On a winter morning in Texas, as a pair of whooping cranes and their half–year–old juvenile are wading in a tidal marsh on Aransas National Wildlife Refuge, a scene unfolds that is hard not to anthromorphize. One adult plucks a blue crab from the water, holds it in its bill, walks over to the juvenile, cracks the crab and appears to feed the crustacean to the juvenile.

Blue crabs are a mainstay of the whooping crane diet. This winter was a banner one for cranes at Aransas Refuge, but refuge manager Dan Alonso is concerned about their future—in part because, he believes, blue crabs are being overharvested and in part because Gulf of Mexico coastal habitat is disappearing rapidly. So, the refuge is taking new steps to help North America’s tallest flying bird.

The Aransas Refuge population, the only natural flock of endangered whooping cranes, nests at Wood Buffalo National Park in Canada in spring and summer. From early fall to late December, the cranes migrate in small groups to the Texas refuge. In early spring, they rush 2,500 miles back to Canada in 15–16 days. “They’re usually all gone by April 15,” says Alonso. “They don’t want to be taxed.”

Record–Breaking Season

A record–breaking 281 cranes wintered at Aransas Refuge this season. That’s half of this continent’s whooping cranes. Approximately 100 others occur in the human–induced Wisconsin–Florida migration route, and about 167 are in captivity (many at Patuxent Research Refuge, MD).

The Aransas Refuge crane numbers are up from 15 in 1941, but the genetically homogeneous population remains prone to catastrophic disease, and human development is devouring the cranes’ habitat. “That is what has imperiled the species to the degree it is today,” says Alonso. “We’re constantly losing shoreline, either through outright development or bulkheading—putting up a barrier that prevents the water from flowing into the marsh or the estuary. That basically kills the estuary, rendering the habitat unusable” for cranes. Whooping cranes—which are five feet tall, have a seven–foot wingspan and can fly up to 45 mph—thrive on open tidal marsh. They dislike thick cover (or densely wooded areas), Alonso says, “because it doesn’t afford them the opportunity to elude predators”—primarily coyotes and bobcats.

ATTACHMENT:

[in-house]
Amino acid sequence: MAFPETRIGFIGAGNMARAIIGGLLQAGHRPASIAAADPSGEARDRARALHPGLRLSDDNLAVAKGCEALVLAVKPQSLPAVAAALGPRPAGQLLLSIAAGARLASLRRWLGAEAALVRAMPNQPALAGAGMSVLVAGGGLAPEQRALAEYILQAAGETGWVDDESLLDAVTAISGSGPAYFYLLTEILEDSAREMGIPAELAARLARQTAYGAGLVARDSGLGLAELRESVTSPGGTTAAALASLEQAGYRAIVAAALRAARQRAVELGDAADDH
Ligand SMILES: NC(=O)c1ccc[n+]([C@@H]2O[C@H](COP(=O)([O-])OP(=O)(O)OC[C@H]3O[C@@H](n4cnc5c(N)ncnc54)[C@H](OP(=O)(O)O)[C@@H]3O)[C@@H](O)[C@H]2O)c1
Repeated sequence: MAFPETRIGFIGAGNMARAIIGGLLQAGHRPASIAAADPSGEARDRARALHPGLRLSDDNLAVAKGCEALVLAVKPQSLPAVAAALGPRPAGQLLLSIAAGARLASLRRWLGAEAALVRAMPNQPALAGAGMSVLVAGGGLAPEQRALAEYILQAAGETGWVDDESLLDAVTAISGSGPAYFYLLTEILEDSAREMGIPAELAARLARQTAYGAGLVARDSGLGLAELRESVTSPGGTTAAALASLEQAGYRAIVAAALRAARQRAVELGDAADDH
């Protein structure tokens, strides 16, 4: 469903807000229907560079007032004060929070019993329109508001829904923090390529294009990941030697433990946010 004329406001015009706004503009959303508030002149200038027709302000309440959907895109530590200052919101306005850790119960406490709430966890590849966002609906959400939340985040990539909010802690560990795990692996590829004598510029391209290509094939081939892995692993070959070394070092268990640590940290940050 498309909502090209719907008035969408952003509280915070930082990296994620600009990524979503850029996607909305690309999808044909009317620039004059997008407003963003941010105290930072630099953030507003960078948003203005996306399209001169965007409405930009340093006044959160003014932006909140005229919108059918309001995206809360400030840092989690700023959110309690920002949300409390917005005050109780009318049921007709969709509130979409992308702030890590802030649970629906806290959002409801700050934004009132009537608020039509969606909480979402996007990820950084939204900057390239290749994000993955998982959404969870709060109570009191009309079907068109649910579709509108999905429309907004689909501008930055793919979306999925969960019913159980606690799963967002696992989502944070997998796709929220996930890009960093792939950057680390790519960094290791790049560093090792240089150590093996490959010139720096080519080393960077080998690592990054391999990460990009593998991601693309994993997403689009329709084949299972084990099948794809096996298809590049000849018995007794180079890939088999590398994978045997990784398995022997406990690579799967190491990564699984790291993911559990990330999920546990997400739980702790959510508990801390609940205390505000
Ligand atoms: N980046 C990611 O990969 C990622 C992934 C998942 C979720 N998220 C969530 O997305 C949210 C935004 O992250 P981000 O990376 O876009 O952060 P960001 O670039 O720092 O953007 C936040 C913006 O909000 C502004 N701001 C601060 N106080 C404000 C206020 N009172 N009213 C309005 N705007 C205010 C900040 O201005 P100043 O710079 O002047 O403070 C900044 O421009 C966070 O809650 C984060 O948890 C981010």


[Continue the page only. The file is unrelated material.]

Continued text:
A team led by longtime U.S. Fish and Wildlife Service whooping crane coordinator Tom Stehn is working with various partners to estimate the amount of additional suitable habitat that is needed in Texas to foster species recovery.

Cranes are “voracious eaters” that forage in marsh for razor clams, minnows, lizards, snakes and, especially, blue crabs, Alonso says, but the commercial fishing industry is overharvesting crabs.

Alonso, who came to Aransas Refuge about two years ago, has placed renewed emphasis on enforcing and publicizing regulations that prohibit commercial fishing for blue crabs in refuge waters at all times. “We let the commercial fishermen know that this was a longstanding regulation in place, but that it was going to be enforced more strictly than it had been in the past,” he says.

A consortium of government and nongovernmental entities that includes the refuge is advocating blue crab conservation. The refuge also participates—with nonprofits, sportfishermen and volunteers—in an annual abandoned crab trap pickup. For a nine–day period in February, any trap found in the water is considered abandoned and removed. This is important because abandoned traps continue to catch crabs—which then die, unharvested. In nine years, 27,052 “ghost fishing traps” have been removed. Alonso wants to hold industry accountable for such traps—for the cranes’ sake.

“They’re just so majestic,” he says of the birds that help attract an estimated 45,000 visitors to Aransas Refuge each winter. “They’re large, they’re awe–inspiring—bright white with black wingtips. Being as large as they are, they’re still very graceful … highly charismatic, enjoyed by many. And given their state of low numbers, it makes them that much more appealing and sought after.”